Charleston has launched a nearly $10 million effort to improve the city government's energy efficiency and reduce greenhouse gas emissions.
The plan follows recent efforts by Mayor Joe Riley to find ways to address global warming, but Chief Financial Officer Steve Bedard said the energy efficiency measures would make sense on purely economic terms.
"It's really a no-brainer," Bedard said.
The initiative, similar to a smaller, $3.9 million plan the city undertook in 2001, is expected to pay for itself by cutting the city's electricity and natural gas needs.
The two energy efficiency plans together are expected to cut the city's energy use by 16 percent, reducing the city's carbon dioxide emissions by an estimated 8,417 tons a year. According to Johnson Controls, the company handling the contract, that's the equivalent of taking 4,742 cars off the road.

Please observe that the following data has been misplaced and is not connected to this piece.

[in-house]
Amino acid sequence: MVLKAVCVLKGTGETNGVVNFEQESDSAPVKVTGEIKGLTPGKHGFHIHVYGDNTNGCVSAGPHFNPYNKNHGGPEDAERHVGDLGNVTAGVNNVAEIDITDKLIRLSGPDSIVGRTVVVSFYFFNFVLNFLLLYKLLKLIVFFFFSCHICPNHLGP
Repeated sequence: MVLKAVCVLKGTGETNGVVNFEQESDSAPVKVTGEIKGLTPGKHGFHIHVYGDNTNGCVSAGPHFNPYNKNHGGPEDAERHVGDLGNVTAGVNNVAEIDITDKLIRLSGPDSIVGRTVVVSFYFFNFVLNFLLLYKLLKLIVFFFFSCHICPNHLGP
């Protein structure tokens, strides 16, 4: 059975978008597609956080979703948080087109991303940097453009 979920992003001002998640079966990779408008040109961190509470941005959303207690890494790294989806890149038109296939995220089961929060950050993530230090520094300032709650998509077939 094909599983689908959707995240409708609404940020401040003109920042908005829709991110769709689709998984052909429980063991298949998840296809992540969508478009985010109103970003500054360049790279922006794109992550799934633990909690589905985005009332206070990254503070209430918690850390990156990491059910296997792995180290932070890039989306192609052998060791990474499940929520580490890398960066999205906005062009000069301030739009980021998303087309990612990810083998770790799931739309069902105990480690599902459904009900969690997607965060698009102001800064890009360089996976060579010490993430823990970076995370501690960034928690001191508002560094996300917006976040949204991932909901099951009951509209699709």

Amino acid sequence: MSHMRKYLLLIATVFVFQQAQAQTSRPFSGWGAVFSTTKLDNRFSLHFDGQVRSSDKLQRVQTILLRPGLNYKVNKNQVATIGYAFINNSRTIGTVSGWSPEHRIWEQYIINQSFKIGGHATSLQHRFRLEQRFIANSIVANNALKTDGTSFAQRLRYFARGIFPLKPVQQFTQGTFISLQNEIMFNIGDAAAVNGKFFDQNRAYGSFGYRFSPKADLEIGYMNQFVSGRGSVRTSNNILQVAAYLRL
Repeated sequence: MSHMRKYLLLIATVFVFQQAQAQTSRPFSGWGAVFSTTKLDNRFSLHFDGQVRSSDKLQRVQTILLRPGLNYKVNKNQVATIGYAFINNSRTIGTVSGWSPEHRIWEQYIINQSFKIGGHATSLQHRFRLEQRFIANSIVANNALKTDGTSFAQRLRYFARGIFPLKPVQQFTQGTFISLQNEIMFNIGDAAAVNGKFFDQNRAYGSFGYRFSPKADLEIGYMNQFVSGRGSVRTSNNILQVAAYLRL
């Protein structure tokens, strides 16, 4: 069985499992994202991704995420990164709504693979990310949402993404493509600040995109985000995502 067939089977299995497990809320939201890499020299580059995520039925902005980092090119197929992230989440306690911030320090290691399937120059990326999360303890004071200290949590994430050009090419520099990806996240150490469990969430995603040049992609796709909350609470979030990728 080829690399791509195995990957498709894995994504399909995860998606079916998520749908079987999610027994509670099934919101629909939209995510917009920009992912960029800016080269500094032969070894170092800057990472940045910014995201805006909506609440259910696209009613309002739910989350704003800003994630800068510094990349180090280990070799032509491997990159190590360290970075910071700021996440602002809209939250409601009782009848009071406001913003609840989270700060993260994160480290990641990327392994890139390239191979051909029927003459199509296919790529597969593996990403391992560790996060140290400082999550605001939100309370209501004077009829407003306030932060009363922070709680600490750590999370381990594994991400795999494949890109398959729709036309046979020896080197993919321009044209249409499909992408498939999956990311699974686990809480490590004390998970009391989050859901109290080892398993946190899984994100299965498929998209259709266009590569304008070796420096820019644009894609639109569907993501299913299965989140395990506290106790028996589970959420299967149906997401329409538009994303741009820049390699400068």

The latest contract calls for installing high-efficiency LED fixtures in parking garages, upgrading lights and installing sensors in city buildings, installing solar
water-heating systems at the city's four swimming pools, replacing air handlers at Gaillard Auditorium and installing an irrigation-management system called WeatherTRAK that is expected to cut water use by up to 40 percent.
The solar water heaters, for example, are expected to cut energy bills and reduce global warming emissions, but also extend the swimming season at city pools. An irrigation system that automatically compensates for rainfall can save water, reduce costs and reduce runoff, but also improve the health of the plants by not over-watering.
Bedard said most of the work under the contract, which was approved Dec. 18, will take place in the first six months of 2008.